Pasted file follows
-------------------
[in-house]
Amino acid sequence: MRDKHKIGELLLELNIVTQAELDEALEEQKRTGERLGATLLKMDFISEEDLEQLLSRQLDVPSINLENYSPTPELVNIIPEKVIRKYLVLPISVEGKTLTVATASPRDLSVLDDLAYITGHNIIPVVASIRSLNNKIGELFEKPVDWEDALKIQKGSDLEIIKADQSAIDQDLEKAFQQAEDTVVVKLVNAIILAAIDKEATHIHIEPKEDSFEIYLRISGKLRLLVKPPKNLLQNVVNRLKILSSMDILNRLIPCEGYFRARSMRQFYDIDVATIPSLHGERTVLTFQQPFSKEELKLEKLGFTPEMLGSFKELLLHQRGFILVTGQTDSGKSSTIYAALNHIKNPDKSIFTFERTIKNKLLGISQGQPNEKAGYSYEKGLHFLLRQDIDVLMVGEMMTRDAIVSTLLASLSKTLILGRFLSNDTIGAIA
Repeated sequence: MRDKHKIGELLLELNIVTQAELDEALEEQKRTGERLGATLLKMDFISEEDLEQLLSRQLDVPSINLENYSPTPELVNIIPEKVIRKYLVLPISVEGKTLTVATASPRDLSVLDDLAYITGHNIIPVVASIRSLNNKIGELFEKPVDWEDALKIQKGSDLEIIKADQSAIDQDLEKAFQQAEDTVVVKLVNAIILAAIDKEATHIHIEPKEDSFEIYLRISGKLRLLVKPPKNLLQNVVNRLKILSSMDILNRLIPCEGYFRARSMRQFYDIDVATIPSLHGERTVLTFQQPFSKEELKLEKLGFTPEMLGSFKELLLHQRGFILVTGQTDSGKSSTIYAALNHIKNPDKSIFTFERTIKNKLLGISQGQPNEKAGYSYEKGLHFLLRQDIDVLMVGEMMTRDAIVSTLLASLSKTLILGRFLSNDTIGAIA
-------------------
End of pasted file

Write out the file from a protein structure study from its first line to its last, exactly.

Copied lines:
[in-house]
Amino acid sequence: MRDKHKIGELLLELNIVTQAELDEALEEQKRTGERLGATLLKMDFISEEDLEQLLSRQLDVPSINLENYSPTPELVNIIPEKVIRKYLVLPISVEGKTLTVATASPRDLSVLDDLAYITGHNIIPVVASIRSLNNKIGELFEKPVDWEDALKIQKGSDLEIIKADQSAIDQDLEKAFQQAEDTVVVKLVNAIILAAIDKEATHIHIEPKEDSFEIYLRISGKLRLLVKPPKNLLQNVVNRLKILSSMDILNRLIPCEGYFRARSMRQFYDIDVATIPSLHGERTVLTFQQPFSKEELKLEKLGFTPEMLGSFKELLLHQRGFILVTGQTDSGKSSTIYAALNHIKNPDKSIFTFERTIKNKLLGISQGQPNEKAGYSYEKGLHFLLRQDIDVLMVGEMMTRDAIVSTLLASLSKTLILGRFLSNDTIGAIA
Repeated sequence: MRDKHKIGELLLELNIVTQAELDEALEEQKRTGERLGATLLKMDFISEEDLEQLLSRQLDVPSINLENYSPTPELVNIIPEKVIRKYLVLPISVEGKTLTVATASPRDLSVLDDLAYITGHNIIPVVASIRSLNNKIGELFEKPVDWEDALKIQKGSDLEIIKADQSAIDQDLEKAFQQAEDTVVVKLVNAIILAAIDKEATHIHIEPKEDSFEIYLRISGKLRLLVKPPKNLLQNVVNRLKILSSMDILNRLIPCEGYFRARSMRQFYDIDVATIPSLHGERTVLTFQQPFSKEELKLEKLGFTPEMLGSFKELLLHQRGFILVTGQTDSGKSSTIYAALNHIKNPDKSIFTFERTIKNKLLGISQGQPNEKAGYSYEKGLHFLLRQDIDVLMVGEMMTRDAIVSTLLASLSKTLILGRFLSNDTIGAIA